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Stem Cells and Cloning -- The Science Behind the Rhetoric
Out there on the political battlefield of stem cell research and so called cloning, sides have been taken, many rounds fired, and casualties sustained by all combatants. Yet, so much smoke fills the air of public debate that it's almost impossible to think straight. Why is this so? The cause of the confusion is often language.
I am Lupe McCann, a parishioner at St. John's Roman Catholic parish in Riverhead, Long Island, New York. I am a 61-year-old woman who was diagnosed with Parkinson's disease 17 years ago, at the age of 45. At the time, I was devastated, because my father-in-law suffers from the disease and I worried that my children might also be susceptible to it. I am an advocate and fundraiser on behalf of people with this condition. Scientists, and others among us, know that these processes could potentially help millions who suffer with long-term diseases, not just Parkinsonís disease, but also Alzheimer's, juvenile diabetes, ALS, spinal chord injury, stroke, heart disease, and other devastating conditions. And I am hopeful that medical research will provide us with new remedies whose approval will require neither that I compromise my Catholic pro-life beliefs, nor that I turn my back on the many thousands of fellow PWPs (people with Parkinson's).
Letís look at the definit.ions of four phrases that figure prominently in the confusion. These are:
STEM CELLS Ė These are undifferentiated, primitive cells with the ability to reproduce themselves and to differentiate into specific kinds of cells. If we (or, I should say, the scientists among us) - can understand better how stem cells grow and specialize, we can use them to treat injuries and diseases.
BIOMEDICAL CLONING - Cloning is a quite general term in biology that denotes the creation of multiple, identical copies of a cell. There are many types of cloning, some of which are now commonplace and uncontroversial. Cloning has allowed scientists to develop powerful new drugs and to produce insulin and useful bacteria in the lab. It is one among several new genetic tools that help researchers to accomplish such tasks as tracking biological weapons, identifying criminals, and producing foods more efficiently.
REPRODUCTIVE CLONING - This is the use of cloning technology to create an offspring. It aims to take cells from a person (or sheep, in the case of ďDollyĒ) and use them to create a genetically identical organism. Most people, including myself, find the concept of human reproductive cloning abhorrent and immoral. I think that this kind of research should be banned right away.
THERAPEUTIC CLONING (technically known as SOMATIC CELL NUCLEAR TRANSFER, or SCNT) -This process involves removing the nucleus of an unfertilized egg cell, replacing it with the nucleus of a "somatic cell" (for example, an adult skin, heart, or nerve cell), and then stimulating this cell to divide. Once the cell begins dividing, stem cells can be extracted within one week and used for research. The SCNT cell remains in a laboratory on a petri dish. Note that the process does NOT involve sperm at all, does NOT use a fertilized egg, and does NOT produce an embryo to be implanted in a woman's uterus. It is compatible with the basic tenants of all major religions. And it should not be confused with reproductive cloning, above!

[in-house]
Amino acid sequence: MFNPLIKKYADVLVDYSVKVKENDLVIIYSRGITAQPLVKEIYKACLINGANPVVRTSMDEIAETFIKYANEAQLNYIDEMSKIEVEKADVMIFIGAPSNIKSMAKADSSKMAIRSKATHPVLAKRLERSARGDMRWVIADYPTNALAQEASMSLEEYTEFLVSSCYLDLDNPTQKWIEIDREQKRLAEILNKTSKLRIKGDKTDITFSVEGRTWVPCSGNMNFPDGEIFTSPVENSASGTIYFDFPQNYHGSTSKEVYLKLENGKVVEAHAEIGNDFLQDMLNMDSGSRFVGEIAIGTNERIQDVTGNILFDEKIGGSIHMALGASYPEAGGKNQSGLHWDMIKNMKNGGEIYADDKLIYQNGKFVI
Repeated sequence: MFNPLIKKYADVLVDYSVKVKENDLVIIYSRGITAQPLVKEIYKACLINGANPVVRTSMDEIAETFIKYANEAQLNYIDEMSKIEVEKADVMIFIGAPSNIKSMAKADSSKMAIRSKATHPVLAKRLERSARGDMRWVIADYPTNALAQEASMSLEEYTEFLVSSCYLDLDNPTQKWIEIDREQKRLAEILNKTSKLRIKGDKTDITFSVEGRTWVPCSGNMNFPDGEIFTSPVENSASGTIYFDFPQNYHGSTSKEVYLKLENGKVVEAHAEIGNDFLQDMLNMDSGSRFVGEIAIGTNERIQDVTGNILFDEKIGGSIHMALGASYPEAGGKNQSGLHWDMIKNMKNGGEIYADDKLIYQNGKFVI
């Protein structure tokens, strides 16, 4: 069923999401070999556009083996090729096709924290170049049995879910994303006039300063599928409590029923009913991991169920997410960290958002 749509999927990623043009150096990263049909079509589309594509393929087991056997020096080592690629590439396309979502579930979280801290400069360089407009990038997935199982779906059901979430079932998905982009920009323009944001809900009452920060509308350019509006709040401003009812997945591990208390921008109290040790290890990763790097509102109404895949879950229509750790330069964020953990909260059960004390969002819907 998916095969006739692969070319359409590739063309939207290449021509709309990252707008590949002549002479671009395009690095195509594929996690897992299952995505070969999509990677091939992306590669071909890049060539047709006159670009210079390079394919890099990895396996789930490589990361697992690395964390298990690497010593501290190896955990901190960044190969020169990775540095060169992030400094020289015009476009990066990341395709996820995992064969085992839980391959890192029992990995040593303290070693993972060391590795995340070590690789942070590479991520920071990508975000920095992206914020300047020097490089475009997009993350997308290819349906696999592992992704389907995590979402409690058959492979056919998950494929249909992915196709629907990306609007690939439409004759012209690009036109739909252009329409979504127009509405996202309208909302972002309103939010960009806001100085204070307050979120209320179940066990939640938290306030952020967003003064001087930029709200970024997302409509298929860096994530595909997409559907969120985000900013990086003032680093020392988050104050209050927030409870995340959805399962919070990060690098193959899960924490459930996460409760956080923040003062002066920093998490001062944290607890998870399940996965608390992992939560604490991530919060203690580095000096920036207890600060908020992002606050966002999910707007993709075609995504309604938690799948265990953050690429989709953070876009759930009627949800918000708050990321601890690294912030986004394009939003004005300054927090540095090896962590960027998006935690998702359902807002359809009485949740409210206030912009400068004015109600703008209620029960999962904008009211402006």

That the words "stem cell" can sometimes evoke strong negative reactions is entirely irrational. The fact is that stem cells are in our own blood, brains, and other parts of our bodies.
Another source of stem cells is from umbilical cord blood that is routinely discarded after a baby is born. Around the nation, cord blood banks are being set up to help doctors and families gather umbilical cords for research.
Then there are the so-called "embryonic stem cells" that are typically harvested from "leftover" embryos created by a couple using in-vitro fertilization. This is the most controversial area but it shouldnít be. Why? Because in the normal course of events, millions of these embryos are routinely destroyed by clinics and hospitals each day. What if some of them could be saved for use in life enhancing, health restoring research?
Which leads us to a key question: Which is more pro-life: to destroy these embryos, which will never become children because they are not transplanted into a woman's womb? Or to give these embryos value by using them to advance life-saving research?
I hope that I have helped to clear up some of the misconceptions about cloning, and to find common ground where pro-life and the pro-choice people can come together in a united effort to heal the devastation and suffering of so many.
What can you do to help?
- Contact the Parkinsonís Action Network (PAN), the unified education and advocacy voice of the Parkinsonís community. Ask for Laura-Jane Cohen. Ph: (800) 850-4726.
- Write to your Senator AND your member of Congress and let them know that you support therapeutic cloning. The debate is taking place at a local and state level. You can find sample letters on our website www.parkinsonaction.org.
PAN is committed to ensuring that therapeutic cloning Ė a potentially life-saving therapeutic treatment - is protected at the Federal level. The PDF helps fund the work of the Parkinsonís Action Network.